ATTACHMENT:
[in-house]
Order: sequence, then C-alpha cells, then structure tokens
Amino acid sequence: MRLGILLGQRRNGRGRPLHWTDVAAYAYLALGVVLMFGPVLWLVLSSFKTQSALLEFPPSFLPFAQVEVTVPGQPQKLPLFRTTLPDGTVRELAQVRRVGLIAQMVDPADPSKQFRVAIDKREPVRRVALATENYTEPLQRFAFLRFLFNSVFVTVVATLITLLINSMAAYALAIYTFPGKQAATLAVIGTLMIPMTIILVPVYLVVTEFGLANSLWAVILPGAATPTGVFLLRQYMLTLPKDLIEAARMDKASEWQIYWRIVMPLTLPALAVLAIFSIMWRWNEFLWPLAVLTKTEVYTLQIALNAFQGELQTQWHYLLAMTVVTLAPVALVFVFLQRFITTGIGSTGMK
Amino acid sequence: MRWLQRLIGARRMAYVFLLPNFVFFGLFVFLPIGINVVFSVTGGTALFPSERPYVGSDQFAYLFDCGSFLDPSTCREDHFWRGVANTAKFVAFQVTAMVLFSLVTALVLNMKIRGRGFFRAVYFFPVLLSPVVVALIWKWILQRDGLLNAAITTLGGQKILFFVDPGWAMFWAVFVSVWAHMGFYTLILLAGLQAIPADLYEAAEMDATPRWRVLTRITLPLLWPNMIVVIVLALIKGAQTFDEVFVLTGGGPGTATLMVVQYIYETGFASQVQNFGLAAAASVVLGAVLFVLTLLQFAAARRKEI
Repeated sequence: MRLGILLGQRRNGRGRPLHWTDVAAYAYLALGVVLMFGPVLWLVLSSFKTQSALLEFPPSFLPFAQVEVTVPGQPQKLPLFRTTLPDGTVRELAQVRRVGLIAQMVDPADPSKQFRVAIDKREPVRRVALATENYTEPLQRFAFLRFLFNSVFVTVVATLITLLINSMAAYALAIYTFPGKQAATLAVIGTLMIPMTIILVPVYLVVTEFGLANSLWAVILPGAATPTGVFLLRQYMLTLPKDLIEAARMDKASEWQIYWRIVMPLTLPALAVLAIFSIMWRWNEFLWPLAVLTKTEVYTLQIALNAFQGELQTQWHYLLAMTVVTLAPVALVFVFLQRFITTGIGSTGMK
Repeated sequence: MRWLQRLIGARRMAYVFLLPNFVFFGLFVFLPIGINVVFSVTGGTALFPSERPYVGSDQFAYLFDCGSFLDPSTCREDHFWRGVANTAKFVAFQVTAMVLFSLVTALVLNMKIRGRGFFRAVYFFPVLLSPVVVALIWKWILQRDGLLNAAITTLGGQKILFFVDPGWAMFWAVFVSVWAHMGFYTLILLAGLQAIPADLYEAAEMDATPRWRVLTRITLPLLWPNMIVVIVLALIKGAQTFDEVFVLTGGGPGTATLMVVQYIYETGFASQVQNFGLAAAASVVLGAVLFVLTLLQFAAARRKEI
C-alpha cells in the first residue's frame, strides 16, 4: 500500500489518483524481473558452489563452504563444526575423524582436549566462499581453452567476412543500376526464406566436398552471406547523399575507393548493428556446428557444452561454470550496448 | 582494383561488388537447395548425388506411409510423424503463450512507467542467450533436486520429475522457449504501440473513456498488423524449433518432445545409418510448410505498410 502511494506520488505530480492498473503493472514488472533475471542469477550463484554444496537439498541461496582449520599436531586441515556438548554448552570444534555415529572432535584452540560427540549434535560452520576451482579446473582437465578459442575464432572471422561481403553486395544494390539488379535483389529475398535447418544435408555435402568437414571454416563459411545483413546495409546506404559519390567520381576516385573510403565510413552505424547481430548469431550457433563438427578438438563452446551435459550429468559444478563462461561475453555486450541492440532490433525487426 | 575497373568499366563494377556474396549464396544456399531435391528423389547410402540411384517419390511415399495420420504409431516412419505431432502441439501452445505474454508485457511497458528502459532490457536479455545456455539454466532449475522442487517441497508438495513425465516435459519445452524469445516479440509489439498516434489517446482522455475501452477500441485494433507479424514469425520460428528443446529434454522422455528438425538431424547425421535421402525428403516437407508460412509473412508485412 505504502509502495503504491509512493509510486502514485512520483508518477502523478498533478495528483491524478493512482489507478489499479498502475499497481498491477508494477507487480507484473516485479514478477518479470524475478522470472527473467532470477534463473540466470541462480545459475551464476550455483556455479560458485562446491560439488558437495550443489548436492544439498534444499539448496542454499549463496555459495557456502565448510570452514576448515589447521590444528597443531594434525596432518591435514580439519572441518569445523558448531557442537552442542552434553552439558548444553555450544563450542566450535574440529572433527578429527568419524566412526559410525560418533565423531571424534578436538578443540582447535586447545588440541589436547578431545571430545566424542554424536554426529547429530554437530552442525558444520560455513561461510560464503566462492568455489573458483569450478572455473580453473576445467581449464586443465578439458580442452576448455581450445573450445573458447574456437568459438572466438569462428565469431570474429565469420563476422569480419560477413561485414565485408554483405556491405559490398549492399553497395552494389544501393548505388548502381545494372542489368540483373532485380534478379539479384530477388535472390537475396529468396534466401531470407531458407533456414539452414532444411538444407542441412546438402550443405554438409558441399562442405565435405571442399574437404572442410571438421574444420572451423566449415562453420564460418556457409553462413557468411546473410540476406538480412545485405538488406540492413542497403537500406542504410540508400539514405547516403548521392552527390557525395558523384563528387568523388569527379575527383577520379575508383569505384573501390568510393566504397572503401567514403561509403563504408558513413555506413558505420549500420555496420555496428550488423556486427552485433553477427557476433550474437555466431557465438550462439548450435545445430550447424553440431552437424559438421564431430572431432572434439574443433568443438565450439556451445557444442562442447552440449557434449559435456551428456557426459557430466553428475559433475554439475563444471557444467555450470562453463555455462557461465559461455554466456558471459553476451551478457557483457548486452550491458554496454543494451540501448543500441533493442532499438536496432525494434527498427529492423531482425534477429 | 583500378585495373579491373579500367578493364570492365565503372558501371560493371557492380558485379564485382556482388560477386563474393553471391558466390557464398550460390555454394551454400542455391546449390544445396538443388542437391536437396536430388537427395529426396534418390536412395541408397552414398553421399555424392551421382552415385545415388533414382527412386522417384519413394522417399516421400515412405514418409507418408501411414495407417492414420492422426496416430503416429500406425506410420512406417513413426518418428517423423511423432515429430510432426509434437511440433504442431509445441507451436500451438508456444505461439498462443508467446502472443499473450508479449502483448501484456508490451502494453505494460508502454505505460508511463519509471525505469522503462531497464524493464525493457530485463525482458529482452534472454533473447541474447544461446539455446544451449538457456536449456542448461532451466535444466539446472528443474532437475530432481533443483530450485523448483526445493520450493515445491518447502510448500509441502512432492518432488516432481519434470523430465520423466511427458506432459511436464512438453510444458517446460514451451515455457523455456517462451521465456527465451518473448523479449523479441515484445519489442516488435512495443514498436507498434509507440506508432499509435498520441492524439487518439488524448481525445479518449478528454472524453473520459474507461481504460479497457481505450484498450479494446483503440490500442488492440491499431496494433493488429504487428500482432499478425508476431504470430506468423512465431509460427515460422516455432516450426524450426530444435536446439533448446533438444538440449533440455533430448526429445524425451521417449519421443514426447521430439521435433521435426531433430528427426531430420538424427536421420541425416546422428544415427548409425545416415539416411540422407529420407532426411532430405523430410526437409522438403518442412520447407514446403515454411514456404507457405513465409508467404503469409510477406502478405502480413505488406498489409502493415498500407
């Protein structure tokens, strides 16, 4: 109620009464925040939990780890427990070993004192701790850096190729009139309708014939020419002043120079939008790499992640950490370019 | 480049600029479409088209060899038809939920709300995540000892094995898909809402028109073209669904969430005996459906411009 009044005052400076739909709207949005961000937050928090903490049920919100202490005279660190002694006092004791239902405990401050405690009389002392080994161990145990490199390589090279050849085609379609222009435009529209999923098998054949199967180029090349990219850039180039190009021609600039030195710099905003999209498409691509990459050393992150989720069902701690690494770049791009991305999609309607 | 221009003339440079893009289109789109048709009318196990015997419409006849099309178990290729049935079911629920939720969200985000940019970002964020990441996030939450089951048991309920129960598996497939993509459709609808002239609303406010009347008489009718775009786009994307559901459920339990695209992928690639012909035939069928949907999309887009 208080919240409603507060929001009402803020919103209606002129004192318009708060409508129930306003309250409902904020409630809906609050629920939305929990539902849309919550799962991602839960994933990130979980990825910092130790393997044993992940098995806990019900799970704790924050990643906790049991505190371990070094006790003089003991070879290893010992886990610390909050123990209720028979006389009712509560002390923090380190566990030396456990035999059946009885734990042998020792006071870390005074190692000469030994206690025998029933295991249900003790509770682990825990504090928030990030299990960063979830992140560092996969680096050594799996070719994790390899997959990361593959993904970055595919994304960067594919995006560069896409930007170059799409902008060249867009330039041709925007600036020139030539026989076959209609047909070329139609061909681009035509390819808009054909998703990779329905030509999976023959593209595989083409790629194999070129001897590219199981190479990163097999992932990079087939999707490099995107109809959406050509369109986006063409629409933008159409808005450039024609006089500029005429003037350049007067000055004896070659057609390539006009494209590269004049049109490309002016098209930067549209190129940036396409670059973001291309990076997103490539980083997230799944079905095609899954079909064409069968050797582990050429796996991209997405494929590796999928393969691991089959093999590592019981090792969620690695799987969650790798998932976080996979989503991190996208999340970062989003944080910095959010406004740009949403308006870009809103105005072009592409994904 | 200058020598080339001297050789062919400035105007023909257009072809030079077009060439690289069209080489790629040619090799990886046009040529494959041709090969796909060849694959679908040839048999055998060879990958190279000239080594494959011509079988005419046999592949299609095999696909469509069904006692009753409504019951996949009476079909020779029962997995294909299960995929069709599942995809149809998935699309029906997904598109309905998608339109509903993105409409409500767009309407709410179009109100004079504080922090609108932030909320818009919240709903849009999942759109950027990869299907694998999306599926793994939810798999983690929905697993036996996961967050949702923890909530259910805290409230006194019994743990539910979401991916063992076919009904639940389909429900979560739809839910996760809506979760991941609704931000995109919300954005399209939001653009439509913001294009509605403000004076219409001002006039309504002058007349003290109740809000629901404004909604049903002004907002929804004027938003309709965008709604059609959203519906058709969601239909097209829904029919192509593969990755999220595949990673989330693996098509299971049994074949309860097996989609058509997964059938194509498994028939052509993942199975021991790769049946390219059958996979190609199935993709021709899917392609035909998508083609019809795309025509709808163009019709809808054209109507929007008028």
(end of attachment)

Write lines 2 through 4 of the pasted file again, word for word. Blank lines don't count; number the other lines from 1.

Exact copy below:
Order: sequence, then C-alpha cells, then structure tokens
Amino acid sequence: MRLGILLGQRRNGRGRPLHWTDVAAYAYLALGVVLMFGPVLWLVLSSFKTQSALLEFPPSFLPFAQVEVTVPGQPQKLPLFRTTLPDGTVRELAQVRRVGLIAQMVDPADPSKQFRVAIDKREPVRRVALATENYTEPLQRFAFLRFLFNSVFVTVVATLITLLINSMAAYALAIYTFPGKQAATLAVIGTLMIPMTIILVPVYLVVTEFGLANSLWAVILPGAATPTGVFLLRQYMLTLPKDLIEAARMDKASEWQIYWRIVMPLTLPALAVLAIFSIMWRWNEFLWPLAVLTKTEVYTLQIALNAFQGELQTQWHYLLAMTVVTLAPVALVFVFLQRFITTGIGSTGMK
Amino acid sequence: MRWLQRLIGARRMAYVFLLPNFVFFGLFVFLPIGINVVFSVTGGTALFPSERPYVGSDQFAYLFDCGSFLDPSTCREDHFWRGVANTAKFVAFQVTAMVLFSLVTALVLNMKIRGRGFFRAVYFFPVLLSPVVVALIWKWILQRDGLLNAAITTLGGQKILFFVDPGWAMFWAVFVSVWAHMGFYTLILLAGLQAIPADLYEAAEMDATPRWRVLTRITLPLLWPNMIVVIVLALIKGAQTFDEVFVLTGGGPGTATLMVVQYIYETGFASQVQNFGLAAAASVVLGAVLFVLTLLQFAAARRKEI